Day one: Has someone ordered a taxi? No, wait, the E-class is here. At least, I think it is. These days you get your intermediate level car spotting badge by identifying if an an oncoming Jag is an XE or XF. But correctly spotting the difference between Mercs C and E is some full on car nerd ninja shit. Even more so from the rear three-quarter where you could even mistake either for an S-class that’s a bit further away. Anyway, on its own the E is quite a nice looking thing. The interior is even more impressive, appearing to be of very high quality and a pleasant design. Only two things let it down. One is the mad stripey wood of this press demonstrator, and the other is the horizontal central section of the dash, which looks a bit like it’s melting, or collapsing into an unseen void behind. Otherwise, a top job. It’s slick, sophisticated and comfortable. And on first impressions, the E-class is like that to drive too.
Day two: My wife says the stripey wood makes her eyes go funny. She’s right. It’s very odd and a £645 option you can do without, especially since it needlessly distracts you from the general niceness of being inside such a quiet and pleasant car. The all-new 2-litre diesel engine is smooth, much smoother than the miserable old 2.1 unit which sounded like it was chewing oily rocks. The steering is of well-judged weight and ratio. The ride is really rather excellent. This particular E-class is on the optional Airmatic suspension which is fine until it does that funny air suspension thing of getting caught out by crossways ridges in the road and stumbling with a faint thump. Otherwise, if there’s a more comfortable way to get across a city, it’s because you’ve accidentally climbed into someone else’s S-class.
Day three: As if to fulfil the E-class’s destiny, this morning I drive it to an airport. This is because I’m going on a short trip away. By curious coincidence, when I land at the other end I’m picked up in a brand new, boggo-spec E diesel. Stripped of the mad wood and the TFT instruments, the butt-basic interior is actually a bit nicer because it’s simpler. And, in places, not idiotically stripy. Stranger yet, I think the ride on the standard steel springs is even better than on air. Which means it really is tremendously good indeed. Rolls Phantom good. Rover 75 good. Yes, really, THAT good.
Day four: Sorry, I’m still away. It’s quite hard to review a car when you’re not in it or near it so, um, bear with me.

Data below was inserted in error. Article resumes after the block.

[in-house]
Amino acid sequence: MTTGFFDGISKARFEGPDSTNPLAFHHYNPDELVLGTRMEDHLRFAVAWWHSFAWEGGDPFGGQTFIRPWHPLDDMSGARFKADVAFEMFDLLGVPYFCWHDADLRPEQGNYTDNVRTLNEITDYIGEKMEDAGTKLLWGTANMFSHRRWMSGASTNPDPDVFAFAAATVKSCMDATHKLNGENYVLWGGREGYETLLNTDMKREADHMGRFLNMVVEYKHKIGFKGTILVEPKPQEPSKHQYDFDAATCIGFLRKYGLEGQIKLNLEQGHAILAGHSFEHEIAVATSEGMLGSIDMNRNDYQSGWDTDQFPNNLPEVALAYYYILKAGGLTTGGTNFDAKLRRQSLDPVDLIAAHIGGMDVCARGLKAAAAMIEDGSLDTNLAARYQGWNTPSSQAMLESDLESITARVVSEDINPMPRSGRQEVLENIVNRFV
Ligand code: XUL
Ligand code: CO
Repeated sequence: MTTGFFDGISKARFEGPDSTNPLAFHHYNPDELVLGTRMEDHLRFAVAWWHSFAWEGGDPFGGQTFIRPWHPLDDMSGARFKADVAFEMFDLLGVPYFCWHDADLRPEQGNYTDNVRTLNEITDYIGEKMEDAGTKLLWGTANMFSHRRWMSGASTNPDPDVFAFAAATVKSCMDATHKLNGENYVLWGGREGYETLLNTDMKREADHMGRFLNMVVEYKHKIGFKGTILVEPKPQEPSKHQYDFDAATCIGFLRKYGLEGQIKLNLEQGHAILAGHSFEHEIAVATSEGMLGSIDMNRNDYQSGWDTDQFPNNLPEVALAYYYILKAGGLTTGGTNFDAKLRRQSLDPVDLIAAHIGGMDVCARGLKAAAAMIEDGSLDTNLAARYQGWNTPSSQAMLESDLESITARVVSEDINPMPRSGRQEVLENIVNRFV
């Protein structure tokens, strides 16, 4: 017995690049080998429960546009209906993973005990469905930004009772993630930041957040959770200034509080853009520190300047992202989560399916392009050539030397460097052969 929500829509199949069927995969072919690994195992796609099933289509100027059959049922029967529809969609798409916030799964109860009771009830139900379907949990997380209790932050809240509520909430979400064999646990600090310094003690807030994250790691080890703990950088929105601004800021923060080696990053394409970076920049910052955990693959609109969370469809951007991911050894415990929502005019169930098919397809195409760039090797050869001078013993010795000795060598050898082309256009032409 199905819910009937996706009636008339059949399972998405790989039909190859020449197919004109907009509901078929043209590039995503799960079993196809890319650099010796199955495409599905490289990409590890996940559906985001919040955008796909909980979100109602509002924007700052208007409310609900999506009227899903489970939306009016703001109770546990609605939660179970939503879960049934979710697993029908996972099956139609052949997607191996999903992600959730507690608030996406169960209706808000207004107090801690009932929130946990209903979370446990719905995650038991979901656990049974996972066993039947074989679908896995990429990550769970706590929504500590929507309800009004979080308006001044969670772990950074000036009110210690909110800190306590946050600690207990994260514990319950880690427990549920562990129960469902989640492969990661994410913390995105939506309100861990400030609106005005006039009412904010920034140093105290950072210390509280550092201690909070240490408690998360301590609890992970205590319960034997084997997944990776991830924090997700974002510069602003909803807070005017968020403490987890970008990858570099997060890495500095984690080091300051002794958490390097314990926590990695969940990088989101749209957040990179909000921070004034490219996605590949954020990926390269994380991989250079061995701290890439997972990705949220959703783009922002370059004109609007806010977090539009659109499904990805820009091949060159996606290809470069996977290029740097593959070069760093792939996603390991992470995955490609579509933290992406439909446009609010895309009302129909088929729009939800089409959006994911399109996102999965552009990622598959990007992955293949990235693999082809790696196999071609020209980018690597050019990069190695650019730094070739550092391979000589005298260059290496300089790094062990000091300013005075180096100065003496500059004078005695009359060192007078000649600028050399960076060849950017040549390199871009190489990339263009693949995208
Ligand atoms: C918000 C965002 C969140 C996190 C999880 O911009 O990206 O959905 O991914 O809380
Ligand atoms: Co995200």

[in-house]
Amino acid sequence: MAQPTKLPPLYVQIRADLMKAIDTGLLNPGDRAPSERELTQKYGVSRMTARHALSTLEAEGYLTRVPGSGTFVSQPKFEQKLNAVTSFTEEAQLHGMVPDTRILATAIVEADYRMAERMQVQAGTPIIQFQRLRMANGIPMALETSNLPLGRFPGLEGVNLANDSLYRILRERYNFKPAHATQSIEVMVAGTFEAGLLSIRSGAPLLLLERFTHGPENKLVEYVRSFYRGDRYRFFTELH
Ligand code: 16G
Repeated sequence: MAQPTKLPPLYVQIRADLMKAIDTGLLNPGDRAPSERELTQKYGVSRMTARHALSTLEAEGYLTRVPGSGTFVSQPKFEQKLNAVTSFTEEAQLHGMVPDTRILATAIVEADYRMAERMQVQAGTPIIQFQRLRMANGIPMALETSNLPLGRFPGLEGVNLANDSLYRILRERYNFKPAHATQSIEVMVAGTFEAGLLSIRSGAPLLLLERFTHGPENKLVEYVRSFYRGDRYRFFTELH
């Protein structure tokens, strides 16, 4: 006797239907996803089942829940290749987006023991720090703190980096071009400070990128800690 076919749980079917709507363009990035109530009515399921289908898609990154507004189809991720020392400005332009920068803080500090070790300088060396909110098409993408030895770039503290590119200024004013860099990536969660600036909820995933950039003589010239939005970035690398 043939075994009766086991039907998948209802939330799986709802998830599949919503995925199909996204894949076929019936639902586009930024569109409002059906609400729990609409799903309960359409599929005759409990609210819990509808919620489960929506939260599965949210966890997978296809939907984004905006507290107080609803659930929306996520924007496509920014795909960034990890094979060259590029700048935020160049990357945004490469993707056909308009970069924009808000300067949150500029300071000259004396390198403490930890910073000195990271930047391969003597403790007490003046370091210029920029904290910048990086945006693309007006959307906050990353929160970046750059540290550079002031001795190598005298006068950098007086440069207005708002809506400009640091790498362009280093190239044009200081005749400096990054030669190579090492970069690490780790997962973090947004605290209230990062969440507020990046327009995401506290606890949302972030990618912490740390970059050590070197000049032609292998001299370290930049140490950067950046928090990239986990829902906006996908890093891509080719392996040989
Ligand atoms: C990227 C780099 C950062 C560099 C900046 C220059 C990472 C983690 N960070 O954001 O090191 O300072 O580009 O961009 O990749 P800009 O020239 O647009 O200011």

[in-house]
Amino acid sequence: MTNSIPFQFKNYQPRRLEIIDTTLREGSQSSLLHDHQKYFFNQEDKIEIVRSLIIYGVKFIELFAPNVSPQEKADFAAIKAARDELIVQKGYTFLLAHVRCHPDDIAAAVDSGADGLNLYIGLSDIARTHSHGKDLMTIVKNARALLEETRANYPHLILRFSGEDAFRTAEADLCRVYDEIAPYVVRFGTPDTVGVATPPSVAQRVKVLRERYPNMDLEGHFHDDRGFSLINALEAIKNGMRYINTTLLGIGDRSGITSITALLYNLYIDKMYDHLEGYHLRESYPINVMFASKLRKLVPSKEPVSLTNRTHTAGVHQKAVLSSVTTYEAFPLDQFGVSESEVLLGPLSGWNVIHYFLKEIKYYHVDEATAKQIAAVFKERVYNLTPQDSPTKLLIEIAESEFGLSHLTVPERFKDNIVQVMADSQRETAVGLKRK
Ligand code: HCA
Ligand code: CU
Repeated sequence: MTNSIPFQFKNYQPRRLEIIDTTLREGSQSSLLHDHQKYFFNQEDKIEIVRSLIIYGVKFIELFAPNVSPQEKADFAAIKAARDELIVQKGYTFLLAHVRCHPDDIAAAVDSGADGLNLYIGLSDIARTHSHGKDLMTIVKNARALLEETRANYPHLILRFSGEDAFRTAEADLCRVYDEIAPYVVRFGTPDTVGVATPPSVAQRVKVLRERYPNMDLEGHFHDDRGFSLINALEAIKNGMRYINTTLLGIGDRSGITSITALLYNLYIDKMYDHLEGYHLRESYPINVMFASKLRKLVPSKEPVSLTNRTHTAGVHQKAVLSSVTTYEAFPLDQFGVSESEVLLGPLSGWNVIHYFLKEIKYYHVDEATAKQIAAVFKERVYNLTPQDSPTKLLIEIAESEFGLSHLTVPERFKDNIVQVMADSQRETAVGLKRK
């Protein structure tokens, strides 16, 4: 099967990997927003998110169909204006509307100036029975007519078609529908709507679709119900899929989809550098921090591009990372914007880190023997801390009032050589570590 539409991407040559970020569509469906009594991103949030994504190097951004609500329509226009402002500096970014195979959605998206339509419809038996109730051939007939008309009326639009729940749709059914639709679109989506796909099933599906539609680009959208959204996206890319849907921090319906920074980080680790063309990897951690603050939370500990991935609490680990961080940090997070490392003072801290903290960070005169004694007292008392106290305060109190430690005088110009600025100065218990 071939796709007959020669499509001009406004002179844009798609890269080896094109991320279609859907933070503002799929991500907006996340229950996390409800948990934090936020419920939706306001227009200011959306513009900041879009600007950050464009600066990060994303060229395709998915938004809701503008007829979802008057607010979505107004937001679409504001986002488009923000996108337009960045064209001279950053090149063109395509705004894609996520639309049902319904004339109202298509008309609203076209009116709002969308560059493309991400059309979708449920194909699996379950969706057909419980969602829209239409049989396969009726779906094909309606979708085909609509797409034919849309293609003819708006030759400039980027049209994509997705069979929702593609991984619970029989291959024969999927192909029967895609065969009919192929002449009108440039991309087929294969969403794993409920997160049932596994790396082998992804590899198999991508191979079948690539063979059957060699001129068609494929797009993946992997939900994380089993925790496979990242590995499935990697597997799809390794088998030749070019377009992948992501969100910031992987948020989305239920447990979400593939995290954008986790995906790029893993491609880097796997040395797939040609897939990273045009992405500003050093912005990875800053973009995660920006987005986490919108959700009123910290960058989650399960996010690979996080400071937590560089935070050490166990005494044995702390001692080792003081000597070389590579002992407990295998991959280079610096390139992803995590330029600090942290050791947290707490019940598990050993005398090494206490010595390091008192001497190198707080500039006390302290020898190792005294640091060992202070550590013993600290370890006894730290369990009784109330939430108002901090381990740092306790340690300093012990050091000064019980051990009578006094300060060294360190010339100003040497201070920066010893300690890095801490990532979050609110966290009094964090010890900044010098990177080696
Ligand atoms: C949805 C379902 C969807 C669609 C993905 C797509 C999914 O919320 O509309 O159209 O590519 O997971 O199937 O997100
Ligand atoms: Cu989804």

Day five: Right, back home again. The E-class is waiting… no, hang on, that’s a C-class. The E-class is over there behind that S-class. Or is that my car? I don’t know. I’m not sure why Mercedes has gone mad for the Russian doll effect in its saloon car range. You can’t deny that they’re all good looking, but there’s something odd about how identical they are. In that respect, the modern Merc range is a bit like The Corrs.
Day six: A day of trundling about. There is a palpably high quality feeling to this E-class that would make you feel warm and fuzzy if you owned it. The switches work with tight precision, the main controls feel well-oiled and solid, as if there’s careful and expensive engineering behind them. The whole car moves down the road with a calm, cool sense of well being. It’s not especially exciting, but it’s very satisfying in a way you’d smugly keep to yourself, like a well loaded dishwasher or a really good poo.
Day seven: This E-class has some semi-autonomous trickery on it which I’ve not bothered with until today. If you set the cruise control, it will not only maintain your speed, it’ll speed up and slow down in concert with traffic ahead and attempt to keep you within your lane for short periods before reminding you to put your hands on the wheel. On a smooth, wide Germanic road I’m sure it works fine but on the dismal and sometimes wiggly North Circular around London it seems nervous and jerky and so completely unrelaxing that you’d rather do the driving yourself. Although that’s also because the E-class is a very relaxing car anyway and, if anything, the semi auto stuff just tarnishes that nice atmos and takes away some of the quiet, polished pleasure.
Goodbye: Unless you run a posh private hire company, it’s hard to imagine that you’d dream of owning an E-class. In fact, it’s very hard to conceive of anyone spending their own money on an E-class saloon, unless it’s been AMG-ised. Between the sportier C and the more luxo S, the E is the forgotten middle child, cursed to spend its days charging towards a six figure odo reading as it completes yet another run to Heathrow. Which is a shame because it’s actually more enjoyable than either, being more comfortable and relaxing than the C-class but less pompous and overbearing than an S-class. If you prize comfort, calmness, discretion, and sense of wellbeing, and if you don’t mind occasionally trying to get into your neighbour’s C-class by mistake, this is the car for you.
The car talked about here is a Mercedes-Benz E220d AMG Line. It has a 2-litre, 192 horsepower, four cylinder turbo diesel engine. It has a top speed of 149mph and can go from 0-62 in 7.3 seconds. It costs £38,430.